Most lawyers and mediators have their own list of elements that are essential to a successful negotiation of legal claims. These lists are generated after years of experience litigating and settling lawsuits. In addition to simply being prepared and choosing the right mediator, one key element everyone agrees on is knowing the right time to mediate.
When can a case be settled?
The ideal situation would be for parties to a lawsuit to mediate and settle the dispute as soon as possible. The reality is, some parties are more inclined to wait until the eve of trial. Why? Because some believe in the strategy that concessions are more likely to be obtained when the other side is faced with a crucial deadline – like trial. Most clients want to avoid the time, cost, and uncertainty of a trial, if at all possible.
However, the truth is, there are many cases that can be settled much earlier in the litigation process, but only after the attorneys have had the opportunity to investigate. It is necessary for the parties to make an honest evaluation of their client's position.
So when is the right time to mediate?
The answer is different for every case. If the parties try to mediate before the attorneys have had a chance to investigate and make an assessment of the strengths and weaknesses of their case or defense, the chances of settling are not very high.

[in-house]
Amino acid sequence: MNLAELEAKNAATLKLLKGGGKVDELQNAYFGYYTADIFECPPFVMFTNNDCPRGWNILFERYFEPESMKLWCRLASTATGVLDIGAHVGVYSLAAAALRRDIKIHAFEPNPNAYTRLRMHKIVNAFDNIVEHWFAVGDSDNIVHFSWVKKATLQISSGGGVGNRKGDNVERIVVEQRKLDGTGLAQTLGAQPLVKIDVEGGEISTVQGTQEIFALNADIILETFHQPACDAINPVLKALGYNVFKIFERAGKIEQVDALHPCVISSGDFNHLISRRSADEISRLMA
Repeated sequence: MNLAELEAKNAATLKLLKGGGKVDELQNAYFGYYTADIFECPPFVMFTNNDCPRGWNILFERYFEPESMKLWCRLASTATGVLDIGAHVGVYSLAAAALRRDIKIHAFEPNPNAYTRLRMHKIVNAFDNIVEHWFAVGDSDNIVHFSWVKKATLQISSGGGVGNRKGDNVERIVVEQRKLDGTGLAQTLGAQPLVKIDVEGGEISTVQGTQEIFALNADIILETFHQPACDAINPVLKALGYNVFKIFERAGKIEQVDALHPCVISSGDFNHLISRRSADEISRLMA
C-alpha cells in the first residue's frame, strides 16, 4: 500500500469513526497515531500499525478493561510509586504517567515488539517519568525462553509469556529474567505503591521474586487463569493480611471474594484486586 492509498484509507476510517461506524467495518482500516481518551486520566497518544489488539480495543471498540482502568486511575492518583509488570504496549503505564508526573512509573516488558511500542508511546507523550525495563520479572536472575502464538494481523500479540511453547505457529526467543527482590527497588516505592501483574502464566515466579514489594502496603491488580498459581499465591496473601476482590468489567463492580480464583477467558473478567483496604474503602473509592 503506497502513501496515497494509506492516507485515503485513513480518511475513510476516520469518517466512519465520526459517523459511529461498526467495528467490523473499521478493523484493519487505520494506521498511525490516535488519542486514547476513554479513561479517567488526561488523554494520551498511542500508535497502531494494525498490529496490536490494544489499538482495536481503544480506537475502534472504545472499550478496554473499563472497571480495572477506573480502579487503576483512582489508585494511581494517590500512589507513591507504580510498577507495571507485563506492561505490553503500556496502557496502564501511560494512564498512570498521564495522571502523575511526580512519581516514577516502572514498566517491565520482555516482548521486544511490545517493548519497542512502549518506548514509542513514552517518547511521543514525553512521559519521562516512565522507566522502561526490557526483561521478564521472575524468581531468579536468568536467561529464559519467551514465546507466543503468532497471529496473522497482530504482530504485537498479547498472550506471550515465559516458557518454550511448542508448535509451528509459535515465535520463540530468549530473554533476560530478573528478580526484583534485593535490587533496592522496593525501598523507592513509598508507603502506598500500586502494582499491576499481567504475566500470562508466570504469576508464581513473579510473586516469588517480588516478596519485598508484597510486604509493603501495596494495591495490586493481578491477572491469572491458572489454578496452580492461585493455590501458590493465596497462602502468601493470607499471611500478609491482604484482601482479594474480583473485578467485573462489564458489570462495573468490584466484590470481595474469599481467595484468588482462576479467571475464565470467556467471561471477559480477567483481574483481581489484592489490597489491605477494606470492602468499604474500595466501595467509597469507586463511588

Probably the best way to assess whether the time is right is to talk to the other side. Find out whether your adversary feels the case is ready to be mediated, as well as the reasons why or why not. Another option is to ask the mediator to speak confidentially with both sides and determine whether realistic negotiations are possible at that point. However, if the court is imposing mediation in your case, you may not have a choice.
Should mediation in lawsuits be mandatory?
More and more, courts are requiring mandatory settlement conferences in cases. In some situations, mandatory mediation doesn't make much of a difference because attorneys and their clients still settle their cases when they feel they are ready to do so. Yet, with the number of lawsuits increasing, and judges' dockets becoming more and more crowded, courts use mediation more frequently, to encourage parties to settle. Regardless of when the parties may be compelled to mediate, cases are more likely to settle when the time is right. The most important thing to keep in mind is that cases can be settled, even early on, if the parties are highly motivated to do so, and committed to negotiate in good faith.
If you have questions about mediation, or questions regarding your employment rights, please contact Michel | King , either online or by calling us at (205) 265-1880.